Hybrid Human Faces Could Populate Google Street View
Due to privacy concerns, Google has been blurring the faces of people caught on Google Street View cameras. But rather than blurring people's faces and diminishing the reality of the scene, researchers have demonstrated a new way to automatically depersonalize the faces - by creating hybrids.
The new face-swapping technology, developed by Neeraj Kumar and colleagues at Columbia University in New York, finds faces in a photograph and swaps their features with those from a library of faces, such as picture-sharing sites like Flickr.com. Their software then automatically chooses one or more suitable faces for swapping the eyes, nose, and mouth out of the original image, resulting in a facial composite.
As a final step, to weed out inferior replacements, the system ranks the resulting images according to how well the hybrid face fits the surrounding region in the original photograph, and chooses the highest ranked replacement for insertion.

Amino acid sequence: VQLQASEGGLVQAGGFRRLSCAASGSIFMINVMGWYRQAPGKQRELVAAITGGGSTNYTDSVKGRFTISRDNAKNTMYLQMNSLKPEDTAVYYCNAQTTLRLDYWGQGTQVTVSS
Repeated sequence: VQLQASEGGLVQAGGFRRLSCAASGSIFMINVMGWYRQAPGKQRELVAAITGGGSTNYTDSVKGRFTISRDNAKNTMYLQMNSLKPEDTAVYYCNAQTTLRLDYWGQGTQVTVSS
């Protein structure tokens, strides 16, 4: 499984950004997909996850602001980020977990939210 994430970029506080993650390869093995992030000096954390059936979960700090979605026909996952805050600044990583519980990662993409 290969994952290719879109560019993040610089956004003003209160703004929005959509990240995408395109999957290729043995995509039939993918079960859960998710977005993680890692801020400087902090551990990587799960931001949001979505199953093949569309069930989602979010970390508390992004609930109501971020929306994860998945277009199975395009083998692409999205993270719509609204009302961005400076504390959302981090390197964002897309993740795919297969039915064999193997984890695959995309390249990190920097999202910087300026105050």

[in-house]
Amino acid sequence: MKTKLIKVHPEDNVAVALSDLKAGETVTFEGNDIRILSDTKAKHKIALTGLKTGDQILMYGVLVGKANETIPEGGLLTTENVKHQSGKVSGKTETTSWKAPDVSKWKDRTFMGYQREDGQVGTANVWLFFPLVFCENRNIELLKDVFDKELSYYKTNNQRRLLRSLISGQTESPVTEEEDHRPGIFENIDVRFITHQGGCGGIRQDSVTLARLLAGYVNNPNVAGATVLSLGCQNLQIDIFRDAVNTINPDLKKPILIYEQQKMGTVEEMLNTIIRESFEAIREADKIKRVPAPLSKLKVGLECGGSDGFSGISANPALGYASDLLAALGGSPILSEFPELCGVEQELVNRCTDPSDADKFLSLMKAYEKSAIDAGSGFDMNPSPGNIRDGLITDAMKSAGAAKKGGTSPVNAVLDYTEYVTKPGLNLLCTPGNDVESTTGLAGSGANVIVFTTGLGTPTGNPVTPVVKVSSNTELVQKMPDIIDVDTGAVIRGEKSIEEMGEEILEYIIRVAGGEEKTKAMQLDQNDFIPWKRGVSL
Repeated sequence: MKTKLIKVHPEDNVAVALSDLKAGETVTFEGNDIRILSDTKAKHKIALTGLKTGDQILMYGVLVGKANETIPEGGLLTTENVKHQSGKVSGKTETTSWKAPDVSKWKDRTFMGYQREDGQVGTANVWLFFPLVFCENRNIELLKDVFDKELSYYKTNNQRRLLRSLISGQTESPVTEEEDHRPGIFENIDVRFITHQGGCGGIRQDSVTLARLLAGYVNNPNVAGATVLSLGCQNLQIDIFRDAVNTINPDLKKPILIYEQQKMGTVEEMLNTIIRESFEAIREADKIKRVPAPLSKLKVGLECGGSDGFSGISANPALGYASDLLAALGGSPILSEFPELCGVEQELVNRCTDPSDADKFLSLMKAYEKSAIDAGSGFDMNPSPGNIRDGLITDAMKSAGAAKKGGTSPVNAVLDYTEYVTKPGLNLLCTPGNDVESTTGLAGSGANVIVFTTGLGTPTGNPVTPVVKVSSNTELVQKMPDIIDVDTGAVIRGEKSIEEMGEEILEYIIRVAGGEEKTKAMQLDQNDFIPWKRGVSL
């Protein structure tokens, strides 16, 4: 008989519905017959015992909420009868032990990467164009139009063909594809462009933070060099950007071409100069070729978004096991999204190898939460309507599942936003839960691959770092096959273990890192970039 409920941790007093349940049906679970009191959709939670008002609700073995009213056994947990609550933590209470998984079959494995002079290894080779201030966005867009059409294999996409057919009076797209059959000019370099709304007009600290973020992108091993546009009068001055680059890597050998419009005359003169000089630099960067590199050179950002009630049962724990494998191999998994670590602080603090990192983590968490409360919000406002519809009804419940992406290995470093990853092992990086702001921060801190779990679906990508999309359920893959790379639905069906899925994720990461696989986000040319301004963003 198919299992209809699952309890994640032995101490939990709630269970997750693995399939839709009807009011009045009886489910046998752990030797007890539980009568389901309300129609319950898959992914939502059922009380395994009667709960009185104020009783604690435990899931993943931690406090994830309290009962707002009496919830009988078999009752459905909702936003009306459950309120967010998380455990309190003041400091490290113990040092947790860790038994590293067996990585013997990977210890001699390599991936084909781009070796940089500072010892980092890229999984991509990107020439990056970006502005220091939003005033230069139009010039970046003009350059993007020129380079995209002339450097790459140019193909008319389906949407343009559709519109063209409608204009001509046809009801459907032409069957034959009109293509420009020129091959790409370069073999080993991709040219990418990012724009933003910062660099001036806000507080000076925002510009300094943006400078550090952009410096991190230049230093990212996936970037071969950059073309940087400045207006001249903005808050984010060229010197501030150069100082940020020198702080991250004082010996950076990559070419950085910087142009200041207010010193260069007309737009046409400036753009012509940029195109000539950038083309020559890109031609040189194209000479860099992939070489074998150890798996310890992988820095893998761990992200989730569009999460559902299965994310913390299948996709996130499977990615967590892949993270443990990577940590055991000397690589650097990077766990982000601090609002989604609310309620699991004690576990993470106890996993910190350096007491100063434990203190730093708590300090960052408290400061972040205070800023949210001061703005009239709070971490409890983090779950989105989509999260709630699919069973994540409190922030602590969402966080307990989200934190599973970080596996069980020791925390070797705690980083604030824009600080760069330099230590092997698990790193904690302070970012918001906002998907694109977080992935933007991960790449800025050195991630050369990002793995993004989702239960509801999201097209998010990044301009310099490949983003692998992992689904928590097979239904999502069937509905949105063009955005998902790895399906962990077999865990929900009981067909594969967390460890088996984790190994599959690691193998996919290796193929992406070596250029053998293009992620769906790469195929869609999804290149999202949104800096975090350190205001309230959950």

Unlike other programs, the new technique is fully automatic, and generates plausible results across a variety of lighting conditions, viewpoints, and skin tones. The researchers performed a case study in which they asked participants to identify real and fake faces from a set. They found that people are almost equally likely to classify real facial images and the hybrid facial images as being real. Of 12 people tested, 58% of the hybrid face images were misidentified as real, and 75% of real images were correctly marked real.
Besides de-identifying faces, the same technology could be used by photographers for creating an optimal group photograph from several similar shots. As the researchers explain, the "burst" mode found on most cameras can take several images at once. Then, an automatic face replacement technique could be applied to swap blinking or frowning faces with better faces taken from the other images. The result would be a single composite image with all the best faces.
More information on the researchers´ face-swapping technique can be found at tinyurl.com/6ehog5.
via: New Scientist